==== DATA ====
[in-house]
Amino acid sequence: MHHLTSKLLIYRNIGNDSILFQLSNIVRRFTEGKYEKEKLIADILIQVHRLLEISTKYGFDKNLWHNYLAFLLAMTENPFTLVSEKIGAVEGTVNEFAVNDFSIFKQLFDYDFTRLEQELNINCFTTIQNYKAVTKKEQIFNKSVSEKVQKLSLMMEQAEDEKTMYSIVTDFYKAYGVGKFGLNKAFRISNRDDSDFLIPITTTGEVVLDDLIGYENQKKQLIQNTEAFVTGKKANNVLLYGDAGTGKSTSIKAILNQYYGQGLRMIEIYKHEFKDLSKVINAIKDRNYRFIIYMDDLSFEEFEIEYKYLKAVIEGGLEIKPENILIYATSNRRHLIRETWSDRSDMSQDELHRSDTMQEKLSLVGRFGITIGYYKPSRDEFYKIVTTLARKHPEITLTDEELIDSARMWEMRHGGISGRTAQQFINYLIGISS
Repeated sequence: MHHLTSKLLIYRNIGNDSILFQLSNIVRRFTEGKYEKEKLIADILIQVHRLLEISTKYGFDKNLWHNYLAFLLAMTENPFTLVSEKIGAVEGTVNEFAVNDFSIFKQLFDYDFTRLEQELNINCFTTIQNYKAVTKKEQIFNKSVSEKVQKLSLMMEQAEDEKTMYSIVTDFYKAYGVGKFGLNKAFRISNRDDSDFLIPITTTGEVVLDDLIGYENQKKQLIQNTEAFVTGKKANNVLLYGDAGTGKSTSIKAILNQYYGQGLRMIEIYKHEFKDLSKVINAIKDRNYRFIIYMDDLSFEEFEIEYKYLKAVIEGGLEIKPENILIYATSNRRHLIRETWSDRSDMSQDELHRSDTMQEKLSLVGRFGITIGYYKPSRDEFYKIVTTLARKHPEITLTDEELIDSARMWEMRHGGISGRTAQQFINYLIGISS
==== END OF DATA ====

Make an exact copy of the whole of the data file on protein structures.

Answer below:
[in-house]
Amino acid sequence: MHHLTSKLLIYRNIGNDSILFQLSNIVRRFTEGKYEKEKLIADILIQVHRLLEISTKYGFDKNLWHNYLAFLLAMTENPFTLVSEKIGAVEGTVNEFAVNDFSIFKQLFDYDFTRLEQELNINCFTTIQNYKAVTKKEQIFNKSVSEKVQKLSLMMEQAEDEKTMYSIVTDFYKAYGVGKFGLNKAFRISNRDDSDFLIPITTTGEVVLDDLIGYENQKKQLIQNTEAFVTGKKANNVLLYGDAGTGKSTSIKAILNQYYGQGLRMIEIYKHEFKDLSKVINAIKDRNYRFIIYMDDLSFEEFEIEYKYLKAVIEGGLEIKPENILIYATSNRRHLIRETWSDRSDMSQDELHRSDTMQEKLSLVGRFGITIGYYKPSRDEFYKIVTTLARKHPEITLTDEELIDSARMWEMRHGGISGRTAQQFINYLIGISS
Repeated sequence: MHHLTSKLLIYRNIGNDSILFQLSNIVRRFTEGKYEKEKLIADILIQVHRLLEISTKYGFDKNLWHNYLAFLLAMTENPFTLVSEKIGAVEGTVNEFAVNDFSIFKQLFDYDFTRLEQELNINCFTTIQNYKAVTKKEQIFNKSVSEKVQKLSLMMEQAEDEKTMYSIVTDFYKAYGVGKFGLNKAFRISNRDDSDFLIPITTTGEVVLDDLIGYENQKKQLIQNTEAFVTGKKANNVLLYGDAGTGKSTSIKAILNQYYGQGLRMIEIYKHEFKDLSKVINAIKDRNYRFIIYMDDLSFEEFEIEYKYLKAVIEGGLEIKPENILIYATSNRRHLIRETWSDRSDMSQDELHRSDTMQEKLSLVGRFGITIGYYKPSRDEFYKIVTTLARKHPEITLTDEELIDSARMWEMRHGGISGRTAQQFINYLIGISS